Alterations in the oral microbiome in HIV-infected participants after antiretroviral therapy administration are influenced by immune status.

TitleAlterations in the oral microbiome in HIV-infected participants after antiretroviral therapy administration are influenced by immune status.
Publication TypeJournal Article
Year of Publication2018
AuthorsPresti RM, Handley SA, Droit L, Ghannoum M, Jacobson M, Shiboski CH, Webster-Cyriaque J, Brown T, Yin MT, Overton ET
JournalAIDS
Volume32
Issue10
Pagination1279-1287
Date Published2018 06 19
ISSN1473-5571
Abstract

OBJECTIVE: To characterize the oral bacterial microbiome in HIV-infected participants at baseline and after 24 weeks of EFV/FTC/TDF.

DESIGN: Thirty-five participants co-enrolled in two AIDS Clinical Trials Group (ACTG) studies, A5272 and A5280, with paired saliva samples and complete data sets were assessed.

METHODS: Paired saliva samples were evaluated for bacterial microbiome using 16S rDNA PCR followed by Illumina sequencing. Diversity and differential abundance was compared between groups. A random forest classification scheme was used to determine the contribution of parameters in classifying participants' CD4 T-cell count.

RESULTS: Bacterial communities demonstrated considerable variability both within participants and between timepoints, although they became more similar after 24 weeks of ART. At baseline, both the number of taxa detected and the average alpha diversity were variable between participants, but did not differ significantly based on CD4 cell count, viral load or other factors. After 24 weeks of ART samples obtained from participants with persistently low CD4 T-cell counts had significantly higher bacterial richness and diversity. Several differentially abundant taxa, including Porphyromonas species associated with periodontal disease, were identified, which discriminated between baseline and posttreatment samples. Analysis demonstrated that although inflammatory markers are important in untreated disease, the salivary microbiome may play an important role in CD4 T-cell count recovery after ART.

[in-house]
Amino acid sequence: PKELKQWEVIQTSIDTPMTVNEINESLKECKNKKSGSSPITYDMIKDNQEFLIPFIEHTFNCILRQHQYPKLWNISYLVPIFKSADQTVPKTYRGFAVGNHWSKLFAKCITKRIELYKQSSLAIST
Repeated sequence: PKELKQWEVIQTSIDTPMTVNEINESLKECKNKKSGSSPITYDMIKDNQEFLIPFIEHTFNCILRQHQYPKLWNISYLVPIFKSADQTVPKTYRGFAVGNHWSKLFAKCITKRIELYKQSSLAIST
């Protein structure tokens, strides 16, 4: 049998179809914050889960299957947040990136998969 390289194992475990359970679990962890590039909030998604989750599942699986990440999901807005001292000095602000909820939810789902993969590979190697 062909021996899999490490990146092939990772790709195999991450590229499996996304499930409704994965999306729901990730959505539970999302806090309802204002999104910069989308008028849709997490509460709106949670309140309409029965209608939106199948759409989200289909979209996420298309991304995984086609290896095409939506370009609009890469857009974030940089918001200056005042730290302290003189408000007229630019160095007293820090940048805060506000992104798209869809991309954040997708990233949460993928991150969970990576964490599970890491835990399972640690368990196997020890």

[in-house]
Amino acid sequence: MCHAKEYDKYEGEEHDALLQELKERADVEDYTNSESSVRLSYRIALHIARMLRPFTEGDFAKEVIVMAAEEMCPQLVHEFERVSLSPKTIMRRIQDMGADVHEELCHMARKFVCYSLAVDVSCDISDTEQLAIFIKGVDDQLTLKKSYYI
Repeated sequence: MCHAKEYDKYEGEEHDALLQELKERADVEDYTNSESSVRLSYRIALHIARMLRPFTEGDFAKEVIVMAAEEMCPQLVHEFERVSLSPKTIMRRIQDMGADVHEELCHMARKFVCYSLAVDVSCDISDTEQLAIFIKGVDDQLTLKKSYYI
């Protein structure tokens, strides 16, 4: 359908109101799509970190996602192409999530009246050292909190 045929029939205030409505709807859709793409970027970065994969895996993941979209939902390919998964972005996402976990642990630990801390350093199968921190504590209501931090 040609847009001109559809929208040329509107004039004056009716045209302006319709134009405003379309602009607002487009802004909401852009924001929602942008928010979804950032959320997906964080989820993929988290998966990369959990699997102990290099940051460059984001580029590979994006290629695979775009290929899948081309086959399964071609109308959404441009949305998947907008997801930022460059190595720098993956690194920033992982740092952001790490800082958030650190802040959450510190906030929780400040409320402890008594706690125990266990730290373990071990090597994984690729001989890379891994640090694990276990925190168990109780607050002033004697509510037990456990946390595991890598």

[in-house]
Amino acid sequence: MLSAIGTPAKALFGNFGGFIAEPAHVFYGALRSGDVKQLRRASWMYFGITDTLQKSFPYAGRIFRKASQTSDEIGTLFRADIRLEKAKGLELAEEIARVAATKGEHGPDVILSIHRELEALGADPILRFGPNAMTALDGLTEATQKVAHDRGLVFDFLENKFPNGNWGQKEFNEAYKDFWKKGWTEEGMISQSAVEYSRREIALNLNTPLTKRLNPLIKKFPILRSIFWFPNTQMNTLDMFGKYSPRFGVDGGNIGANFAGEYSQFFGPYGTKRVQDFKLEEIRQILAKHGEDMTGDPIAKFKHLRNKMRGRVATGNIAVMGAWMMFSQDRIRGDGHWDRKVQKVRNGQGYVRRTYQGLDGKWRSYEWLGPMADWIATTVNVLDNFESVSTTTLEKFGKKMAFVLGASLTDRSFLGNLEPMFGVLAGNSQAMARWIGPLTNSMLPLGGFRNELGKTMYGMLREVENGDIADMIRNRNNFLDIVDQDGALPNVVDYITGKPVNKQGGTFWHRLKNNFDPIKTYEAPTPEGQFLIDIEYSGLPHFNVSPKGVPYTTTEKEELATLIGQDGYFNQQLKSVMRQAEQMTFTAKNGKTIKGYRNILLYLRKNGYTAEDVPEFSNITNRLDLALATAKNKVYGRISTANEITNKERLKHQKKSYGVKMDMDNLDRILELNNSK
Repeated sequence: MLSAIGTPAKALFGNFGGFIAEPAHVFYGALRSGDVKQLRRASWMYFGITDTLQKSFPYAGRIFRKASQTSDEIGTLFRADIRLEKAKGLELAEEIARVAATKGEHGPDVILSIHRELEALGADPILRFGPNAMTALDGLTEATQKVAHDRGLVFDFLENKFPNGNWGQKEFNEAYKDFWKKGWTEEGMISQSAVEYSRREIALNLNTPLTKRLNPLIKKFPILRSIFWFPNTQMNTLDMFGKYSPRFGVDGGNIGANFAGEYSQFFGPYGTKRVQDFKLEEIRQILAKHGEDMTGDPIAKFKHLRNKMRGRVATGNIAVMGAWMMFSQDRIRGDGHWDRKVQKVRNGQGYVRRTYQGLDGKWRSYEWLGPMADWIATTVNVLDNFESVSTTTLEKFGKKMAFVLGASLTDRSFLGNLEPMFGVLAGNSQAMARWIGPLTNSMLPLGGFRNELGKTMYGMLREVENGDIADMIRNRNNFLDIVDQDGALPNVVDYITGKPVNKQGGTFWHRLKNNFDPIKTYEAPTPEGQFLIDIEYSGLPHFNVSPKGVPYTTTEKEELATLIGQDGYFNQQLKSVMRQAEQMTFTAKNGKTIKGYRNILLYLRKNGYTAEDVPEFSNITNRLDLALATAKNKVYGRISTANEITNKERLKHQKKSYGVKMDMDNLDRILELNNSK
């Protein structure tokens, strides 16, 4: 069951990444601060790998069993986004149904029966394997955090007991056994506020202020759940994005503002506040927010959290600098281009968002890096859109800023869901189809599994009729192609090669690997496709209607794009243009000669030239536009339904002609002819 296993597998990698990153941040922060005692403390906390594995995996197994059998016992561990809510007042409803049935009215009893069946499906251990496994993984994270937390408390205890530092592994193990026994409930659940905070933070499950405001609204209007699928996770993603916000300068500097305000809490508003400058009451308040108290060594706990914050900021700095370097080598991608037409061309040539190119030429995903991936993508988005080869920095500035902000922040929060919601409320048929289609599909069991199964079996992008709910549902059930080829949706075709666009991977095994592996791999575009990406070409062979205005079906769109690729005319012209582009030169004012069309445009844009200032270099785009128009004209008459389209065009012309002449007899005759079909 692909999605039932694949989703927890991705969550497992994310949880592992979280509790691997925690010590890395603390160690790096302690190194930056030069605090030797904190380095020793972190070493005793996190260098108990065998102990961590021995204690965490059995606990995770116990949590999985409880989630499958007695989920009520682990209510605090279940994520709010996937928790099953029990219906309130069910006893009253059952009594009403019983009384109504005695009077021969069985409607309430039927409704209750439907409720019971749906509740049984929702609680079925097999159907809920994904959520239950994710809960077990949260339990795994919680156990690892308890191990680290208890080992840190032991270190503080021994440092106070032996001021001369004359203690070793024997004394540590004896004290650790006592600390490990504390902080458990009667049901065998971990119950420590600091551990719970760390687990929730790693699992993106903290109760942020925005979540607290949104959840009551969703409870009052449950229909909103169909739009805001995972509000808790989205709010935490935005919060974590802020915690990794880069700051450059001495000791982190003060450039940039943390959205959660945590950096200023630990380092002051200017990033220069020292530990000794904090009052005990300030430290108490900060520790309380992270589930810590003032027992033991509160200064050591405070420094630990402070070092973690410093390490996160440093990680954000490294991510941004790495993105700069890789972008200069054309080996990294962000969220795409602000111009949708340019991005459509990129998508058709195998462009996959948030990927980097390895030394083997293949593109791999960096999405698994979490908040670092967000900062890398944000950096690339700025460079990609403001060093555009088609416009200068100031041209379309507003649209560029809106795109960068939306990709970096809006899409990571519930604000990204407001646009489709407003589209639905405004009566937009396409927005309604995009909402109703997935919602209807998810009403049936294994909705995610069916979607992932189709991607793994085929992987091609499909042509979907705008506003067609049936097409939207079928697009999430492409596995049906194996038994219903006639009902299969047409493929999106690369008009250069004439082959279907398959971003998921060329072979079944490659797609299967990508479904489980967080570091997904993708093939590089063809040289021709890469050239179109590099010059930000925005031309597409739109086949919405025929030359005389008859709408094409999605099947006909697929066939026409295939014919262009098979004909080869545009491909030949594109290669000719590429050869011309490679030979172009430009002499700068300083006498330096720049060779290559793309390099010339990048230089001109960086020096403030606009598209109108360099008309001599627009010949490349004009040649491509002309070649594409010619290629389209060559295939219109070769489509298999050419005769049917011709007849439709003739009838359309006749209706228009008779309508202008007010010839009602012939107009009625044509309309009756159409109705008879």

CONCLUSION: Shifts in the oral microbiome after ART initiation are complex, and may play an important role in immune function and inflammatory disease.

DOI10.1097/QAD.0000000000001811
Alternate JournalAIDS
PubMed ID29851662
PubMed Central IDPMC6198320
Grant ListUM1 AI069439 / AI / NIAID NIH HHS / United States
UM1 AI068634 / AI / NIAID NIH HHS / United States
UM1 AI68636 / AI / NIAID NIH HHS / United States
UM1 AI106701 / AI / NIAID NIH HHS / United States
UM1 AI106716 / AI / NIAID NIH HHS / United States
UM1 AI068636 / AI / NIAID NIH HHS / United States